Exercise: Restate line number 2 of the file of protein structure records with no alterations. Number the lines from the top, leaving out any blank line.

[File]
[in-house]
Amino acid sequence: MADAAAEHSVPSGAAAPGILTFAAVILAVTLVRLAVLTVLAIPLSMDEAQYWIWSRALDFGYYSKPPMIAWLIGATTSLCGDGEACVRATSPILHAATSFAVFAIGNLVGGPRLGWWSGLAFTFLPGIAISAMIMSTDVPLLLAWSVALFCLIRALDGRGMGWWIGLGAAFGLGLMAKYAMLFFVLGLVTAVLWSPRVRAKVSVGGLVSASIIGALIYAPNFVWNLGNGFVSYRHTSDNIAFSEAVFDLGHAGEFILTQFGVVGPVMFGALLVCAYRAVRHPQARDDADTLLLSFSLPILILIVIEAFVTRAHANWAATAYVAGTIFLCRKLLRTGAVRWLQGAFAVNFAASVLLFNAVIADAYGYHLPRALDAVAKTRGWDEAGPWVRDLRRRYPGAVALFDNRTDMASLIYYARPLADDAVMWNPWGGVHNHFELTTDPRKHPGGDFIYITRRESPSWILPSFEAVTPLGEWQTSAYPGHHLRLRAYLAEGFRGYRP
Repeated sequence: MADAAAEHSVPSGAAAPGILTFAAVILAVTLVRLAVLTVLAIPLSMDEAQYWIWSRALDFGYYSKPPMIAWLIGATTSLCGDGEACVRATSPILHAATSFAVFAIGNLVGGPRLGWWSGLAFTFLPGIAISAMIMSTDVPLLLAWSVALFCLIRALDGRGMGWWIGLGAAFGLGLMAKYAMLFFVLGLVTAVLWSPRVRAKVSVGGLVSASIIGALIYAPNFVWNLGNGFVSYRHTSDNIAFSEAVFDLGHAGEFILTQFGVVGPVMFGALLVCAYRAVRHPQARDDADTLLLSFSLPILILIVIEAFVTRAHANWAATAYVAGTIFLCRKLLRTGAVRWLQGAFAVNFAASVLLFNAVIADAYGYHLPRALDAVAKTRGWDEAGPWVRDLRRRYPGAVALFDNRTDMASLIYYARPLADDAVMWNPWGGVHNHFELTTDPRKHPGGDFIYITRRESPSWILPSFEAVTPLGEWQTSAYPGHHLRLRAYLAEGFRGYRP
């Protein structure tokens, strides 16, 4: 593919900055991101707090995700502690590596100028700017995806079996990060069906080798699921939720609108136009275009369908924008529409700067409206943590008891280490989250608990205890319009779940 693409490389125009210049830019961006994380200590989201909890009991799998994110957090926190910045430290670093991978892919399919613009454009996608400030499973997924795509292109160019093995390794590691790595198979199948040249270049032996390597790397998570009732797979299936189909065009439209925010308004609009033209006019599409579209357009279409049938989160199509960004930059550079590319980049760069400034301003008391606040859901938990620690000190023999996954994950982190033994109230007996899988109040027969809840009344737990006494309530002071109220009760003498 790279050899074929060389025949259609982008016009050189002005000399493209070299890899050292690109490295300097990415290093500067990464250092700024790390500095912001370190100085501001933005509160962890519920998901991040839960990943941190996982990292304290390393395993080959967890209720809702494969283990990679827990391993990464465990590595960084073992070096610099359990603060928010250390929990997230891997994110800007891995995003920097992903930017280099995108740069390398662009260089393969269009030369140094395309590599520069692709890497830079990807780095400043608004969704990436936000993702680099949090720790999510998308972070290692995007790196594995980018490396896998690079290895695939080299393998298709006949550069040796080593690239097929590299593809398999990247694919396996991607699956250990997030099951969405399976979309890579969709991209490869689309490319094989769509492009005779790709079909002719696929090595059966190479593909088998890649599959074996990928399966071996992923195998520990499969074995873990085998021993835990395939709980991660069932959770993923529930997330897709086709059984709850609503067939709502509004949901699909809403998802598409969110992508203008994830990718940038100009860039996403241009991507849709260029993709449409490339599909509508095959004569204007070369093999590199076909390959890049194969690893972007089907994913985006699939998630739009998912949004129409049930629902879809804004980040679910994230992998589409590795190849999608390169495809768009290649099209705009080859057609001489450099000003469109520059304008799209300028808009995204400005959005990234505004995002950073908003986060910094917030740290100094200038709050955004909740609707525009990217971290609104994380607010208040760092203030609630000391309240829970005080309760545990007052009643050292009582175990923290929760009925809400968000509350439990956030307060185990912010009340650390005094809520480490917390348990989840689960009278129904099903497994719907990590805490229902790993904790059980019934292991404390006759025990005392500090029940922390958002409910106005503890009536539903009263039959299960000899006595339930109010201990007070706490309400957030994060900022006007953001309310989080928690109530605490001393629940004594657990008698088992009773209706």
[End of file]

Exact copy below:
Amino acid sequence: MADAAAEHSVPSGAAAPGILTFAAVILAVTLVRLAVLTVLAIPLSMDEAQYWIWSRALDFGYYSKPPMIAWLIGATTSLCGDGEACVRATSPILHAATSFAVFAIGNLVGGPRLGWWSGLAFTFLPGIAISAMIMSTDVPLLLAWSVALFCLIRALDGRGMGWWIGLGAAFGLGLMAKYAMLFFVLGLVTAVLWSPRVRAKVSVGGLVSASIIGALIYAPNFVWNLGNGFVSYRHTSDNIAFSEAVFDLGHAGEFILTQFGVVGPVMFGALLVCAYRAVRHPQARDDADTLLLSFSLPILILIVIEAFVTRAHANWAATAYVAGTIFLCRKLLRTGAVRWLQGAFAVNFAASVLLFNAVIADAYGYHLPRALDAVAKTRGWDEAGPWVRDLRRRYPGAVALFDNRTDMASLIYYARPLADDAVMWNPWGGVHNHFELTTDPRKHPGGDFIYITRRESPSWILPSFEAVTPLGEWQTSAYPGHHLRLRAYLAEGFRGYRP